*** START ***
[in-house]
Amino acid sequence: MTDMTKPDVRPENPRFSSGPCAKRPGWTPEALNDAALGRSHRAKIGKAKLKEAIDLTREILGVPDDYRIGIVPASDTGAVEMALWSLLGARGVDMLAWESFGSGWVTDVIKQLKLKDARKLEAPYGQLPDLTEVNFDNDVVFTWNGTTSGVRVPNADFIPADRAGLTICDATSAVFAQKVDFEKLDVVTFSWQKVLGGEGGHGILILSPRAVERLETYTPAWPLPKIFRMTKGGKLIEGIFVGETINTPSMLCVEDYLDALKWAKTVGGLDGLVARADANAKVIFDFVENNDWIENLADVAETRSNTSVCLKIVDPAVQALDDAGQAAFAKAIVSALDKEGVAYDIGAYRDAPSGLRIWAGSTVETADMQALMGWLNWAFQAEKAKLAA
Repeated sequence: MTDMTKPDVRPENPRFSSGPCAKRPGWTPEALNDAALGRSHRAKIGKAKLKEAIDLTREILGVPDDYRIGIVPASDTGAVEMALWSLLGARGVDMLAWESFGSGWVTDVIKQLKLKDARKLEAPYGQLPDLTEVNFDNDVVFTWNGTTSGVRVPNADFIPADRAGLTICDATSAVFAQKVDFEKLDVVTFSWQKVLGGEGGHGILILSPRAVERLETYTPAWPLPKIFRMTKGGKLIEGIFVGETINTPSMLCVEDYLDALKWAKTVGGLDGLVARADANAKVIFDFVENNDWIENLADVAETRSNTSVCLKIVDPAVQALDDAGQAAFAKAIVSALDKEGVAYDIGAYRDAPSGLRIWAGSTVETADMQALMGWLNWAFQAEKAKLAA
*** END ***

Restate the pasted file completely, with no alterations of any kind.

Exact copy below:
[in-house]
Amino acid sequence: MTDMTKPDVRPENPRFSSGPCAKRPGWTPEALNDAALGRSHRAKIGKAKLKEAIDLTREILGVPDDYRIGIVPASDTGAVEMALWSLLGARGVDMLAWESFGSGWVTDVIKQLKLKDARKLEAPYGQLPDLTEVNFDNDVVFTWNGTTSGVRVPNADFIPADRAGLTICDATSAVFAQKVDFEKLDVVTFSWQKVLGGEGGHGILILSPRAVERLETYTPAWPLPKIFRMTKGGKLIEGIFVGETINTPSMLCVEDYLDALKWAKTVGGLDGLVARADANAKVIFDFVENNDWIENLADVAETRSNTSVCLKIVDPAVQALDDAGQAAFAKAIVSALDKEGVAYDIGAYRDAPSGLRIWAGSTVETADMQALMGWLNWAFQAEKAKLAA
Repeated sequence: MTDMTKPDVRPENPRFSSGPCAKRPGWTPEALNDAALGRSHRAKIGKAKLKEAIDLTREILGVPDDYRIGIVPASDTGAVEMALWSLLGARGVDMLAWESFGSGWVTDVIKQLKLKDARKLEAPYGQLPDLTEVNFDNDVVFTWNGTTSGVRVPNADFIPADRAGLTICDATSAVFAQKVDFEKLDVVTFSWQKVLGGEGGHGILILSPRAVERLETYTPAWPLPKIFRMTKGGKLIEGIFVGETINTPSMLCVEDYLDALKWAKTVGGLDGLVARADANAKVIFDFVENNDWIENLADVAETRSNTSVCLKIVDPAVQALDDAGQAAFAKAIVSALDKEGVAYDIGAYRDAPSGLRIWAGSTVETADMQALMGWLNWAFQAEKAKLAA